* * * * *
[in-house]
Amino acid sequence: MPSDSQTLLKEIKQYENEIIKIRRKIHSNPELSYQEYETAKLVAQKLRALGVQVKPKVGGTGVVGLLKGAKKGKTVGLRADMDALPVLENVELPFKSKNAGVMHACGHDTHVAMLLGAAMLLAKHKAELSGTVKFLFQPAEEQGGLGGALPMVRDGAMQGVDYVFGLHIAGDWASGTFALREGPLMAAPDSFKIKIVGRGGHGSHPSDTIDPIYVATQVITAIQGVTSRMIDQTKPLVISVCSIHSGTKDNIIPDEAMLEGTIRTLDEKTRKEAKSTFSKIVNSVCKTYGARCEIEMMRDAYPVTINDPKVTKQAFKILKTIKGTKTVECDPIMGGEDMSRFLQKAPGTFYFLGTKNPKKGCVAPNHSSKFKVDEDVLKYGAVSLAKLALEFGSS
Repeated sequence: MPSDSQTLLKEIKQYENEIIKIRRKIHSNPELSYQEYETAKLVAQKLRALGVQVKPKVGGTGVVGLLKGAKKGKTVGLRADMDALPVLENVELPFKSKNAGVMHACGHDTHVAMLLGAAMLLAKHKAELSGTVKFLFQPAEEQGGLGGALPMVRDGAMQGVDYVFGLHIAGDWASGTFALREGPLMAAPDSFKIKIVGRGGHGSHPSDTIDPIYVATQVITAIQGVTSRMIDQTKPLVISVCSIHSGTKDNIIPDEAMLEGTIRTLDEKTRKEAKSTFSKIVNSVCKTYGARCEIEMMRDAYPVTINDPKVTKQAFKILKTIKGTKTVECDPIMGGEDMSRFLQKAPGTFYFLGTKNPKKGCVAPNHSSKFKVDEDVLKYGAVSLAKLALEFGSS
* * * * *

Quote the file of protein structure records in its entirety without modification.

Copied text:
[in-house]
Amino acid sequence: MPSDSQTLLKEIKQYENEIIKIRRKIHSNPELSYQEYETAKLVAQKLRALGVQVKPKVGGTGVVGLLKGAKKGKTVGLRADMDALPVLENVELPFKSKNAGVMHACGHDTHVAMLLGAAMLLAKHKAELSGTVKFLFQPAEEQGGLGGALPMVRDGAMQGVDYVFGLHIAGDWASGTFALREGPLMAAPDSFKIKIVGRGGHGSHPSDTIDPIYVATQVITAIQGVTSRMIDQTKPLVISVCSIHSGTKDNIIPDEAMLEGTIRTLDEKTRKEAKSTFSKIVNSVCKTYGARCEIEMMRDAYPVTINDPKVTKQAFKILKTIKGTKTVECDPIMGGEDMSRFLQKAPGTFYFLGTKNPKKGCVAPNHSSKFKVDEDVLKYGAVSLAKLALEFGSS
Repeated sequence: MPSDSQTLLKEIKQYENEIIKIRRKIHSNPELSYQEYETAKLVAQKLRALGVQVKPKVGGTGVVGLLKGAKKGKTVGLRADMDALPVLENVELPFKSKNAGVMHACGHDTHVAMLLGAAMLLAKHKAELSGTVKFLFQPAEEQGGLGGALPMVRDGAMQGVDYVFGLHIAGDWASGTFALREGPLMAAPDSFKIKIVGRGGHGSHPSDTIDPIYVATQVITAIQGVTSRMIDQTKPLVISVCSIHSGTKDNIIPDEAMLEGTIRTLDEKTRKEAKSTFSKIVNSVCKTYGARCEIEMMRDAYPVTINDPKVTKQAFKILKTIKGTKTVECDPIMGGEDMSRFLQKAPGTFYFLGTKNPKKGCVAPNHSSKFKVDEDVLKYGAVSLAKLALEFGSS